Figure 6: Post-treatment photograph of craniofacial profile 8 months after surgery.
Figure 7: Dental occlusion 8 months after orthodontic treatment.
Figure 8: Cephalometric parameters. Superposition of cephalometric plots before surgery (black) and after surgery (red).


The understanding of the role of craniofacial anomalies in OSA development allowed developing surgical strategies to correct or improve these dysmorphisms. These patients often present a specific craniofacial profile (i.e., short cranial base, retrusion/shortening of the mandible, wider lower face, retrognathia, class II malocclusion) that causes a reduction of the diameter of the upper airways [7]. MMA surgery is among the most effective treatments of severe OSA in adults due to the definitive changes in the upper respiratory pathway. It allows increasing the posterior airway space (palate and base of the tongue), moving forward the base of the tongue, and correcting the skeletal dental anomalies [9, 13]. Adjunctive strategies, such as orthognathic surgery, are proposed in cases of dentofacial deformities [14]. The management of such patients is delicate and requires a selection based on strict criteria: younger than 65 years of age, BMI lower than 33 kg/m2, absence of comorbidities and presence of midfacial retrusion [15]. In 3% of patients, post-surgery complications have been reported: hematoma, facial paralysis (reversible) or residual lips-chin anaesthesia. Severe complications (pseudarthrosis, tracheotomy) are rare and recorded in less than 1% of cases.

The results obtained with MMA surgery in our patient are in agreement with the literature data on AHI reduction as the primary outcome; surgical success being defined by consensus as the percentage of patients with greater than 50% reduction AHI or fewer than 20 AHI events/hour and OSA cure less than 5 events/hour following surgery [10]. Several meta-analyses confirm the benefit of MMA surgery in enlargement of the upper airway, improvement of oximetric indicators and better quality of life measured on the Epworth sleepiness scale [10, 16]. Reported rates of surgical success and cure are 85.5% and 38.5% respectively. Preoperative AHI of fewer than 60 events/h was the factor most strongly associated with the highest incidence of surgical cure. Patients with a preoperative AHI greater than 60 events/h experienced substantial net improvements despite modest surgical cure rates [10]. Nevertheless, controversies on appreciation of surgical results have been long-running and very little is known about the causes of surgical failure [17]. Some authors who pledged for redefining success as an objective cure based on AHI outcomes of ≤ 5 and or ≤10 events/h were immediately dismissed as unrealistic objectives disconnected from clinical practice [18, 19].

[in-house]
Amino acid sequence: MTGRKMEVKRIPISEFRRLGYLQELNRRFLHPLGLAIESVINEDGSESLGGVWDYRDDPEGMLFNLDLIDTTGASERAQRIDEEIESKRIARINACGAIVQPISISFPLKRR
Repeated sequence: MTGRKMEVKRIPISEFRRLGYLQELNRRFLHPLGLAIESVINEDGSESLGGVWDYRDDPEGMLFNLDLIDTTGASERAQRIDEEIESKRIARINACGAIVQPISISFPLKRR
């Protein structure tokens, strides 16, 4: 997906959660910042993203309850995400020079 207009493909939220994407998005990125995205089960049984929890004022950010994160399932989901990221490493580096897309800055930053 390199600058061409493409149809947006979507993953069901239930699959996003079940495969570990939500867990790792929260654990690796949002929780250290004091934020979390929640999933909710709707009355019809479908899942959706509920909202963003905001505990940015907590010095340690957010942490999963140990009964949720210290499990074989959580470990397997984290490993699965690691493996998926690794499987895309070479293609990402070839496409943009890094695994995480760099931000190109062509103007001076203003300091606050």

Similar unfavourable results have been reported for CPAP and MAD treatments with persistent or residual daytime sleepiness despite acknowledged significant AHI events reduction [20, 21]. Periodic limb movement, behaviourally induced insufficient sleep syndrome and depression are the most common causes of persistent sleepiness on CPAP-treated patients. Residual sleepiness after exclusion of all recognized causes is 6% in this subgroup of patients [20]. Our case illustrates the dissociation between positive anatomic landmarks correction and lack of clinical benefit. Despite satisfactory AHI and ESS reduction, persistent daytime somnolence prevented the patient from resuming his work as a professional driver.